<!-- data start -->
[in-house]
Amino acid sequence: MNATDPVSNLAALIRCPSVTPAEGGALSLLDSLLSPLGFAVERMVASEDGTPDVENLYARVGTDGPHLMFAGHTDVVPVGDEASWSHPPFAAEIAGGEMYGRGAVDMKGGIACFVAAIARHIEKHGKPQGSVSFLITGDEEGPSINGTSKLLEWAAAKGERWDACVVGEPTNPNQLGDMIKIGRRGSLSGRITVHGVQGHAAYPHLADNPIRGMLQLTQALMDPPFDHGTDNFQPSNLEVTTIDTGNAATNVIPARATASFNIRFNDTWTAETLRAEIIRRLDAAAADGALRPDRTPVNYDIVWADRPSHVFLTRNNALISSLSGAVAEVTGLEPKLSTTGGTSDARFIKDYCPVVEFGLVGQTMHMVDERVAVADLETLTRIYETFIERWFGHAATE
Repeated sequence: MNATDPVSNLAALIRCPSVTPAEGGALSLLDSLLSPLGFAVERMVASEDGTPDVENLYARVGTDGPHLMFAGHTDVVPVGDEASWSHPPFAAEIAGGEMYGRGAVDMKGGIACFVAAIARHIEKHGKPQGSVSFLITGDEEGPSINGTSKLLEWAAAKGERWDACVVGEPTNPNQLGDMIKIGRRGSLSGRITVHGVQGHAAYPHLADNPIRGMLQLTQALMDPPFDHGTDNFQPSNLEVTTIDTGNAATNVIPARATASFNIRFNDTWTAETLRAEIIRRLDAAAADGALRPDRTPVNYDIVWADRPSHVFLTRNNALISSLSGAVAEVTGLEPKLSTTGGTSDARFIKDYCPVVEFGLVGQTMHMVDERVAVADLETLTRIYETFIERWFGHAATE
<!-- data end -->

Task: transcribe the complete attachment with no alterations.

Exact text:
[in-house]
Amino acid sequence: MNATDPVSNLAALIRCPSVTPAEGGALSLLDSLLSPLGFAVERMVASEDGTPDVENLYARVGTDGPHLMFAGHTDVVPVGDEASWSHPPFAAEIAGGEMYGRGAVDMKGGIACFVAAIARHIEKHGKPQGSVSFLITGDEEGPSINGTSKLLEWAAAKGERWDACVVGEPTNPNQLGDMIKIGRRGSLSGRITVHGVQGHAAYPHLADNPIRGMLQLTQALMDPPFDHGTDNFQPSNLEVTTIDTGNAATNVIPARATASFNIRFNDTWTAETLRAEIIRRLDAAAADGALRPDRTPVNYDIVWADRPSHVFLTRNNALISSLSGAVAEVTGLEPKLSTTGGTSDARFIKDYCPVVEFGLVGQTMHMVDERVAVADLETLTRIYETFIERWFGHAATE
Repeated sequence: MNATDPVSNLAALIRCPSVTPAEGGALSLLDSLLSPLGFAVERMVASEDGTPDVENLYARVGTDGPHLMFAGHTDVVPVGDEASWSHPPFAAEIAGGEMYGRGAVDMKGGIACFVAAIARHIEKHGKPQGSVSFLITGDEEGPSINGTSKLLEWAAAKGERWDACVVGEPTNPNQLGDMIKIGRRGSLSGRITVHGVQGHAAYPHLADNPIRGMLQLTQALMDPPFDHGTDNFQPSNLEVTTIDTGNAATNVIPARATASFNIRFNDTWTAETLRAEIIRRLDAAAADGALRPDRTPVNYDIVWADRPSHVFLTRNNALISSLSGAVAEVTGLEPKLSTTGGTSDARFIKDYCPVVEFGLVGQTMHMVDERVAVADLETLTRIYETFIERWFGHAATE